Jun 2007 Journal

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Let’s try to be fair to the Austrians (however difficult it may be)

When I wrote about my love/hate relationship with Vienna some months ago, many of you decided to attack me. ‘How can you have a love/hate relationship with a city whose citizens threw you and your family out?’, I was asked in the letters pages of the AJR Journal. ‘The relationship must be one of hate’, a reader wrote. ‘Visiting Vienna makes you and your family revolting’, someone else claimed. Well, I don’t hate Vienna and I don’t hate Austria and I think Hannah Lessing, a Jew, who is Secretary General of the National Fund and the General Settlement Fund, is doing a good job on our behalf!

There is absolutely no doubt that the Austrians were duplicitous for many years, claiming that they had been attacked by Germany and that they were therefore not liable to pay any restitution to Austrian Holocaust survivors. This, they said, was the duty of the Germans. Conveniently, they tried to sweep under the carpet the fact that at the Anschluss the Germans were welcomed in with open arms. But I said I would be fair to the Austrians so I must mention that their chancellor at the time, Kurt von Schuschnigg, was not a Nazi and, indeed, was imprisoned by them.

The Claims Conference reached an impasse with the Austrians after the war because Austria was claiming it had been a Nazi-occupied country. Surprisingly, the Austrians received some support for this claim from both the United States and Israel. The Americans saw Austria as an important Cold-War buffer state. The Israelis saw it as an important transit point for Jews fleeing the former Soviet Union and Eastern Europe and they did not want to jeopardise this situation. So it is easy to understand why the Austrians did not own up to their crimes. Also, one has to wonder whether the Claims Conference put enough pressure on them to admit their guilt.
Much later, in 1986, there came the Waldheim affair: when Kurt Waldheim was seeking the Austrian presidency it was revealed that he had concealed the fact that he had been an officer in the German army. Fortunately, this created an environment in which Austria’s links to its Nazi past were discussed and in which the claims of victims could be pursued.

Later still, in 1991, Jörg Haider, of the right-wing Freedom Party, praised the Nazis during a debate in parliament. This was too much for Austrian Chancellor Vranitsky to accept, so he decided it was time to issue an apology. ‘We own up to all the facts of our history and to the deeds of all parts of our people. We must apologise for the evil.’ (It was, of course, around this time that Austria applied for, and received, membership of the EU, so perhaps Vranitsky had a hidden agenda!)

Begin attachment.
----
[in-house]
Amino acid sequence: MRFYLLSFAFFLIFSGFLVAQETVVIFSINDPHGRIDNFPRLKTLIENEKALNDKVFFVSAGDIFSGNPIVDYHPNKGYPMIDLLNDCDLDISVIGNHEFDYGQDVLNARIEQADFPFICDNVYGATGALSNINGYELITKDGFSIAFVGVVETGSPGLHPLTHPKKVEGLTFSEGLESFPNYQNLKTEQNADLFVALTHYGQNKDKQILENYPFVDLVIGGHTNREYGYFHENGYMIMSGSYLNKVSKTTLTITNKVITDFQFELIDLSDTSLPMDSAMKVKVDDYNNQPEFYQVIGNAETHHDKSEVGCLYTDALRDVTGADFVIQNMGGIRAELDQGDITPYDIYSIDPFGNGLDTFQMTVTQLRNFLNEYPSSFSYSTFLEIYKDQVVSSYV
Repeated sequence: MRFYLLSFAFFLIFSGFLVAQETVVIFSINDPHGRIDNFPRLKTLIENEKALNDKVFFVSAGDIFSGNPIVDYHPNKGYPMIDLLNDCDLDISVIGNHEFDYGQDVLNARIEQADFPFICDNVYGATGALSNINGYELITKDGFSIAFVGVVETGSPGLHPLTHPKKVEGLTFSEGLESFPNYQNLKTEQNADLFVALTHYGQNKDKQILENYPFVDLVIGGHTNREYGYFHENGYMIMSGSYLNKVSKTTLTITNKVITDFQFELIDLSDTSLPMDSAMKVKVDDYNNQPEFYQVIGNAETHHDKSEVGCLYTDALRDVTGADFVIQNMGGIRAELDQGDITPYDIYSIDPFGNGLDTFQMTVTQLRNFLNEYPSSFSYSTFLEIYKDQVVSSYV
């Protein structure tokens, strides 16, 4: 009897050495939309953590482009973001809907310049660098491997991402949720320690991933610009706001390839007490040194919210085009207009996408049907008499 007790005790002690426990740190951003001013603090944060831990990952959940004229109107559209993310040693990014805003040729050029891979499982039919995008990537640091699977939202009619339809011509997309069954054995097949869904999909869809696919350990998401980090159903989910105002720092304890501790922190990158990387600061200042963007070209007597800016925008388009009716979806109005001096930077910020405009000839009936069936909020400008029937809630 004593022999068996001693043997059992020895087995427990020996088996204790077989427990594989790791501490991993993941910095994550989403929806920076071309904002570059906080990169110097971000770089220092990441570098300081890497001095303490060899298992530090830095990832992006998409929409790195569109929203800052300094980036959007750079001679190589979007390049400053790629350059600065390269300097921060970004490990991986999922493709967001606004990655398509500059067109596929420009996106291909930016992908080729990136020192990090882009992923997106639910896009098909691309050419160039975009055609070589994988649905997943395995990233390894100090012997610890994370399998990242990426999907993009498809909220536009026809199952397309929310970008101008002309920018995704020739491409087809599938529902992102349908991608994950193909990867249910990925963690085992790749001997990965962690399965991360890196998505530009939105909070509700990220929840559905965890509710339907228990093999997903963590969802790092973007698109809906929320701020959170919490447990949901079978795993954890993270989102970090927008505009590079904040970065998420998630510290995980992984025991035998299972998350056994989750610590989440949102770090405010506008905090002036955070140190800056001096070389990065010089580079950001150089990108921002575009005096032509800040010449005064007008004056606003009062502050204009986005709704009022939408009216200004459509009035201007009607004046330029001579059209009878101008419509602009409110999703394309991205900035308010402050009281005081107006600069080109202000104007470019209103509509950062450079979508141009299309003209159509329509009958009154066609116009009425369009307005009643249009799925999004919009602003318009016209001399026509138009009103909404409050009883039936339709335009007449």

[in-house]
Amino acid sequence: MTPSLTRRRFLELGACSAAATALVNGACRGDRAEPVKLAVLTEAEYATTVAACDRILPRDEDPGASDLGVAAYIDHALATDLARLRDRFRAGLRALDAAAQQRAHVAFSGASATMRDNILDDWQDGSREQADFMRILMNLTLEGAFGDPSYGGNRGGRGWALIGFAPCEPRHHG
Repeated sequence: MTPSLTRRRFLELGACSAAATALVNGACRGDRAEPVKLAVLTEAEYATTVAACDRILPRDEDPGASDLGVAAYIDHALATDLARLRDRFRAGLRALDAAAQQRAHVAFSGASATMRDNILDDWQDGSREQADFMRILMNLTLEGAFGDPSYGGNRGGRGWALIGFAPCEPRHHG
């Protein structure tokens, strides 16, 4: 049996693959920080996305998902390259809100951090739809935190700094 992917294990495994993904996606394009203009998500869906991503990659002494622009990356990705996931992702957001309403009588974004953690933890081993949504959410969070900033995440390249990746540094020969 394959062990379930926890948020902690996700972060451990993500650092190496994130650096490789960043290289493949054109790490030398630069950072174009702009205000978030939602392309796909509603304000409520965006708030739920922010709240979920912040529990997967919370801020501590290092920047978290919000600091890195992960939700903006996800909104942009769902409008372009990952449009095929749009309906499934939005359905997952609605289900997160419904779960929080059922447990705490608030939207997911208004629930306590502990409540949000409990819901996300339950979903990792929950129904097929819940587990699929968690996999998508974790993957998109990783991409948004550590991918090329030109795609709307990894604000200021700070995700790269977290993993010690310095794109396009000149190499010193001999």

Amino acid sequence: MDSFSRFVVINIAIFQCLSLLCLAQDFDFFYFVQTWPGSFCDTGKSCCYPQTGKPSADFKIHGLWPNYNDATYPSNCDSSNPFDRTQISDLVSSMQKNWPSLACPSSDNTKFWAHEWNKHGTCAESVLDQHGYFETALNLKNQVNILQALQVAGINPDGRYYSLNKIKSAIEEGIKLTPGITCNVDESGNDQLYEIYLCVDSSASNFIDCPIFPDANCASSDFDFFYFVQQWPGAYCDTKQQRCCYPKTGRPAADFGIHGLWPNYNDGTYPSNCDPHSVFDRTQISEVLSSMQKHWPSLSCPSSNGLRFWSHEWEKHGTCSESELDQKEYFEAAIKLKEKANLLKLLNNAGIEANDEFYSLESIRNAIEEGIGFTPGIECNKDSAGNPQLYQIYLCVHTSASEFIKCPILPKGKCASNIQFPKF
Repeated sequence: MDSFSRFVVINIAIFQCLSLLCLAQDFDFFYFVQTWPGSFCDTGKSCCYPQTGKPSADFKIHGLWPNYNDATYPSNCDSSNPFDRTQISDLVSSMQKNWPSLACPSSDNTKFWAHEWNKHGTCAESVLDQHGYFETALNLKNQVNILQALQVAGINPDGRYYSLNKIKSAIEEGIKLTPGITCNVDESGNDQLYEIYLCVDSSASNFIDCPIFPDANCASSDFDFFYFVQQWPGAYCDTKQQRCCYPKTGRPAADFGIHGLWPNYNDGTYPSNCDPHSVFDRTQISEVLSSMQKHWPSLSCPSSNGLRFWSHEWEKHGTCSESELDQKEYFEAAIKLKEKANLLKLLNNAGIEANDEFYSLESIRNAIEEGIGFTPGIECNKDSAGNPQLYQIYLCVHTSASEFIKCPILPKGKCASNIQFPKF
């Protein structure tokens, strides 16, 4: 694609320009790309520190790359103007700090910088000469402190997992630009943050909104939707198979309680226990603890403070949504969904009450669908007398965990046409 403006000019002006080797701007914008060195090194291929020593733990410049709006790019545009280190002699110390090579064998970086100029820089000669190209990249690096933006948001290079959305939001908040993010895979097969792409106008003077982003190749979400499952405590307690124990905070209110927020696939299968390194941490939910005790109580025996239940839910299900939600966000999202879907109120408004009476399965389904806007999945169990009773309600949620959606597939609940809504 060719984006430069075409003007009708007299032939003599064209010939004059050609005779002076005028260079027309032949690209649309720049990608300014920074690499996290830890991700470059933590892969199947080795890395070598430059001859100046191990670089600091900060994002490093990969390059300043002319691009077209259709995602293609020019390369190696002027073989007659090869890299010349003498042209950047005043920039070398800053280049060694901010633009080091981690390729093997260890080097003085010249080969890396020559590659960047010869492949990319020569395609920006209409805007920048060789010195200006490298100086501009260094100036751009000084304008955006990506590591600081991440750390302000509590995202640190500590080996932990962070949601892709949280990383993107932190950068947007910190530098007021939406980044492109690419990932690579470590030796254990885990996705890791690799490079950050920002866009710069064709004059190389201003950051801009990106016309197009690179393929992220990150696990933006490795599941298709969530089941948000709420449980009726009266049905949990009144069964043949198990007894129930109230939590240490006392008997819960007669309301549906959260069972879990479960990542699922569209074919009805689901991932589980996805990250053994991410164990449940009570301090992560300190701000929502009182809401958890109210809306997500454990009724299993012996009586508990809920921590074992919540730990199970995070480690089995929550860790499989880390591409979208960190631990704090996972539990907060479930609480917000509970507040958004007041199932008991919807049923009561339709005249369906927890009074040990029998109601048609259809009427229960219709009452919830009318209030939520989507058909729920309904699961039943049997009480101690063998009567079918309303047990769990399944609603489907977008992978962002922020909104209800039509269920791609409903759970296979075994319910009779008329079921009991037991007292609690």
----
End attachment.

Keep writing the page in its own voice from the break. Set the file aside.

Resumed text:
It was now up to the Committee for Jewish Claims on Austria (CJCA) to negotiate the best deal it could. Sadly, I feel it let us down. It was agreed that no major compensation would be paid out until there was legal peace between Austria and its victims. Why then did they not put pressure on the lawyers in the United States and their clients to halt their class actions? (The Altmann and Whiteman cases went on and on until, eventually, one was settled and the other dropped.) Why did the CJCA agree to such paltry sums of money in compensation for our huge losses? The General Settlement Fund was granted $210 million to be shared between 20,000 claimants. Bank Austria (Creditanstalt) was allowed to get away with paying only $40 million in compensation. To receive my pension, I had, first, to pay the equivalent of two years’ pension into a special Austrian pension fund. Was that fair? Why was Ariel Muzicant, the President of the Austrian Jewish community, given precedence over us as to when the money from the fund was to be received, and why was he allowed - with our money but without our knowledge - to rebuild the Hakoah sports stadium in Vienna? It was also, seemingly, agreed that money could be taken for the pet projects of members of the World Jewish Congress - like the building of a Yiddish theatre in Tel Aviv. Why?

In 2001 an agreement was concluded between the CJCA and the Austrian government in which benefits of $480 million were to be paid to Austrian survivors. How was this diminished to $210 million? Why was it agreed that we should be paid in dollars? Remember, it is now almost two dollars to the pound. The CJCA was not to know this but, had they acted faster, particular with regard to ‘legal peace’, we would all have been far better off. Rabbi Israel Miller, one of the leaders of the Claims Conference, confirmed that the Conference ‘had not devoted enough time or effort to Austria’. Gideon Taylor, one of its current leaders, agreed that perhaps it was wrong that Rabbi Israel Singer, who replaced Rabbi Miller after his death and who was also an official of the World Jewish Congress, should have stated that ‘survivors have not the right to decide all questions about funds restored to the Jewish people from the Holocaust’.

So, is it entirely the fault of the Austrians (or Hannah Lessing) that we are all still waiting for our compensation from the General Settlement Fund? Let’s be fair: let’s admit it isn’t!

Peter Philips

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